If I hadn’t met a wolf researcher on my way out of Yellowstone, I would probably think yesterday’s shots of the Grizzly were my best wildlife shots. When I saw the researcher with a spotting scope, I walked over and asked what he was looking for. When he said that he was watching for a wolf pack, I mentioned that I had taken shots of a white and gray wolf a few miles from Old Faithful the day before.
When he saw the shots I had taken, he got excited and said researchers had been looking for this wolf for months but had been unable to find her. He asked if I would send him a shot of her and of the gray wolf accompanying her. He said I was extremely lucky to see the wolf, much less get photos of her. After that, I was convinced that these must have been my best wildlife shots.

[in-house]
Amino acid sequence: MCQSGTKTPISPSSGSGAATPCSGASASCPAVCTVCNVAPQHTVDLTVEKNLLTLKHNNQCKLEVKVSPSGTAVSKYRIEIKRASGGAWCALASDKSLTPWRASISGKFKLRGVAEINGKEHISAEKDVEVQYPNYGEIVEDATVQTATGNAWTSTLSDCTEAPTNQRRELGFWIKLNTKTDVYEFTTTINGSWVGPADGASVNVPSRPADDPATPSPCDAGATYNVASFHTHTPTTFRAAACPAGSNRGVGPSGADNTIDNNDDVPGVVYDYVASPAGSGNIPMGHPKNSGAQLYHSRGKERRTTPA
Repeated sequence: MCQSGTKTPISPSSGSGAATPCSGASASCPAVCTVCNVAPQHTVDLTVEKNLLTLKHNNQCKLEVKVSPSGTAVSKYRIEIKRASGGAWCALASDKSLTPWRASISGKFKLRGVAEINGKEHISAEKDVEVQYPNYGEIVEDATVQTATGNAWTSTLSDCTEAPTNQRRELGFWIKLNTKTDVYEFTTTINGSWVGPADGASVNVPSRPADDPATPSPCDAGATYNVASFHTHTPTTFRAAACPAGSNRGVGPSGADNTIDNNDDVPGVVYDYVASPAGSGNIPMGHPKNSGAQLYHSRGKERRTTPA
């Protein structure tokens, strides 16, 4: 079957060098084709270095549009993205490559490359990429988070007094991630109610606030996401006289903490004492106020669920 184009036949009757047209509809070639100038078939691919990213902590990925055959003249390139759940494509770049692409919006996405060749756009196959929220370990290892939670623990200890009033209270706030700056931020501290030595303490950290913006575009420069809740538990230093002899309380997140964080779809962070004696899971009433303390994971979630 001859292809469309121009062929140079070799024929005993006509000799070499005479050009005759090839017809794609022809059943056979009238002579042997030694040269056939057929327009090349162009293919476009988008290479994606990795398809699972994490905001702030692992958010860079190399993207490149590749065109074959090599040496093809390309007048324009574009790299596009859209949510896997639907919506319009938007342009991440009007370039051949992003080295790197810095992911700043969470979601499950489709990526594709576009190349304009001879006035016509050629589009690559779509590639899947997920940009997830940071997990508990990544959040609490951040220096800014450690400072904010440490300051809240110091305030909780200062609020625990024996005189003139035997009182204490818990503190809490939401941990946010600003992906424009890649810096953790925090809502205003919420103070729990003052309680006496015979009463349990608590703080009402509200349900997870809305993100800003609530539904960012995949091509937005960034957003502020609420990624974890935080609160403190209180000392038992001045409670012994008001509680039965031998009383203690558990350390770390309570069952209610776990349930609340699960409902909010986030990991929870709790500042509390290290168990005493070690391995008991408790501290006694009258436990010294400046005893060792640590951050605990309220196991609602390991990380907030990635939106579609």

I only got a few shots of the grey wolf because it left while the white wolf continued to eat.
The wolf spent a long time gulping bits of meat
before walking up the hill carrying a large bone.
After finishing her meal, she made one more attempt to prove to the gathering of tourists that she was a healthy wolf,
and after a brief pause continued up the hill licking her chops.
As she disappeared from sight, she howled, apparently calling to the her companion who had wandered off while she finished her meal. It was a reminder that this was wilderness, even surrounded by 50 people as desperate as I was to escape “civilization.”